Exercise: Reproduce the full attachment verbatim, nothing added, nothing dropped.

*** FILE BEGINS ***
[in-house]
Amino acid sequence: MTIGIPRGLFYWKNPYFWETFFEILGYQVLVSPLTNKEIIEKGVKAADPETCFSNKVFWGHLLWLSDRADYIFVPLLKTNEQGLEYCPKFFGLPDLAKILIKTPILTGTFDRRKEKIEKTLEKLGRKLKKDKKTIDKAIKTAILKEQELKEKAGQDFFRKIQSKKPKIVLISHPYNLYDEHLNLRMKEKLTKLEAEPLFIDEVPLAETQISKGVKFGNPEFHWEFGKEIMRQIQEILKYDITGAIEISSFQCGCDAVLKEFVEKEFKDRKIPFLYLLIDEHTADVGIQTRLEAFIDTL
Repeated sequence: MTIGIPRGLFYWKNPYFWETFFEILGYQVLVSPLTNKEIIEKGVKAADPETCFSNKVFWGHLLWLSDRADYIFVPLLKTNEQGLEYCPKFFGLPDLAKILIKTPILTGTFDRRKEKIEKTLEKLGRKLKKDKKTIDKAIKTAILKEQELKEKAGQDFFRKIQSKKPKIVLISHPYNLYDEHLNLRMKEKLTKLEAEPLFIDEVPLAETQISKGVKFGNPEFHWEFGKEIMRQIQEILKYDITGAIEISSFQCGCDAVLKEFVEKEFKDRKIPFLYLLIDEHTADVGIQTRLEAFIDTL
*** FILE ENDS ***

[in-house]
Amino acid sequence: MTIGIPRGLFYWKNPYFWETFFEILGYQVLVSPLTNKEIIEKGVKAADPETCFSNKVFWGHLLWLSDRADYIFVPLLKTNEQGLEYCPKFFGLPDLAKILIKTPILTGTFDRRKEKIEKTLEKLGRKLKKDKKTIDKAIKTAILKEQELKEKAGQDFFRKIQSKKPKIVLISHPYNLYDEHLNLRMKEKLTKLEAEPLFIDEVPLAETQISKGVKFGNPEFHWEFGKEIMRQIQEILKYDITGAIEISSFQCGCDAVLKEFVEKEFKDRKIPFLYLLIDEHTADVGIQTRLEAFIDTL
Repeated sequence: MTIGIPRGLFYWKNPYFWETFFEILGYQVLVSPLTNKEIIEKGVKAADPETCFSNKVFWGHLLWLSDRADYIFVPLLKTNEQGLEYCPKFFGLPDLAKILIKTPILTGTFDRRKEKIEKTLEKLGRKLKKDKKTIDKAIKTAILKEQELKEKAGQDFFRKIQSKKPKIVLISHPYNLYDEHLNLRMKEKLTKLEAEPLFIDEVPLAETQISKGVKFGNPEFHWEFGKEIMRQIQEILKYDITGAIEISSFQCGCDAVLKEFVEKEFKDRKIPFLYLLIDEHTADVGIQTRLEAFIDTL